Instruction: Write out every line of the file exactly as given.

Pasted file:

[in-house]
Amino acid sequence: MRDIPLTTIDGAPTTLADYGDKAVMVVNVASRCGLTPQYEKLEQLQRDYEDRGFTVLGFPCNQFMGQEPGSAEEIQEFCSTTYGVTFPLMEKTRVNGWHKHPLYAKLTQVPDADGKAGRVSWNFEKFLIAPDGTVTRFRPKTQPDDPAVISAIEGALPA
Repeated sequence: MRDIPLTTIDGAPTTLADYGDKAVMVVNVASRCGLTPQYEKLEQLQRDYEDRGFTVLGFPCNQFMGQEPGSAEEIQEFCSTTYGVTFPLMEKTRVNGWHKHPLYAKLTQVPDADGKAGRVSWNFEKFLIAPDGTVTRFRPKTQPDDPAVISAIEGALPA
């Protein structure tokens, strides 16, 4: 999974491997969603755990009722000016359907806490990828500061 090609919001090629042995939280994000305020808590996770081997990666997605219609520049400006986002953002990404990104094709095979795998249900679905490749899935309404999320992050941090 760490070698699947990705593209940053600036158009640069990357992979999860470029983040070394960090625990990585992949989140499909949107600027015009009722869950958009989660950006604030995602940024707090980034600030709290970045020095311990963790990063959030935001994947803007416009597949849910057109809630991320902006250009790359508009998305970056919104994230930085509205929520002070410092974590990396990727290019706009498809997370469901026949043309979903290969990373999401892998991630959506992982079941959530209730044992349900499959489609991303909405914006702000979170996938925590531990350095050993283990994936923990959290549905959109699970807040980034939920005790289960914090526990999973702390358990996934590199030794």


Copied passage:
[in-house]
Amino acid sequence: MRDIPLTTIDGAPTTLADYGDKAVMVVNVASRCGLTPQYEKLEQLQRDYEDRGFTVLGFPCNQFMGQEPGSAEEIQEFCSTTYGVTFPLMEKTRVNGWHKHPLYAKLTQVPDADGKAGRVSWNFEKFLIAPDGTVTRFRPKTQPDDPAVISAIEGALPA
Repeated sequence: MRDIPLTTIDGAPTTLADYGDKAVMVVNVASRCGLTPQYEKLEQLQRDYEDRGFTVLGFPCNQFMGQEPGSAEEIQEFCSTTYGVTFPLMEKTRVNGWHKHPLYAKLTQVPDADGKAGRVSWNFEKFLIAPDGTVTRFRPKTQPDDPAVISAIEGALPA
């Protein structure tokens, strides 16, 4: 999974491997969603755990009722000016359907806490990828500061 090609919001090629042995939280994000305020808590996770081997990666997605219609520049400006986002953002990404990104094709095979795998249900679905490749899935309404999320992050941090 760490070698699947990705593209940053600036158009640069990357992979999860470029983040070394960090625990990585992949989140499909949107600027015009009722869950958009989660950006604030995602940024707090980034600030709290970045020095311990963790990063959030935001994947803007416009597949849910057109809630991320902006250009790359508009998305970056919104994230930085509205929520002070410092974590990396990727290019706009498809997370469901026949043309979903290969990373999401892998991630959506992982079941959530209730044992349900499959489609991303909405914006702000979170996938925590531990350095050993283990994936923990959290549905959109699970807040980034939920005790289960914090526990999973702390358990996934590199030794």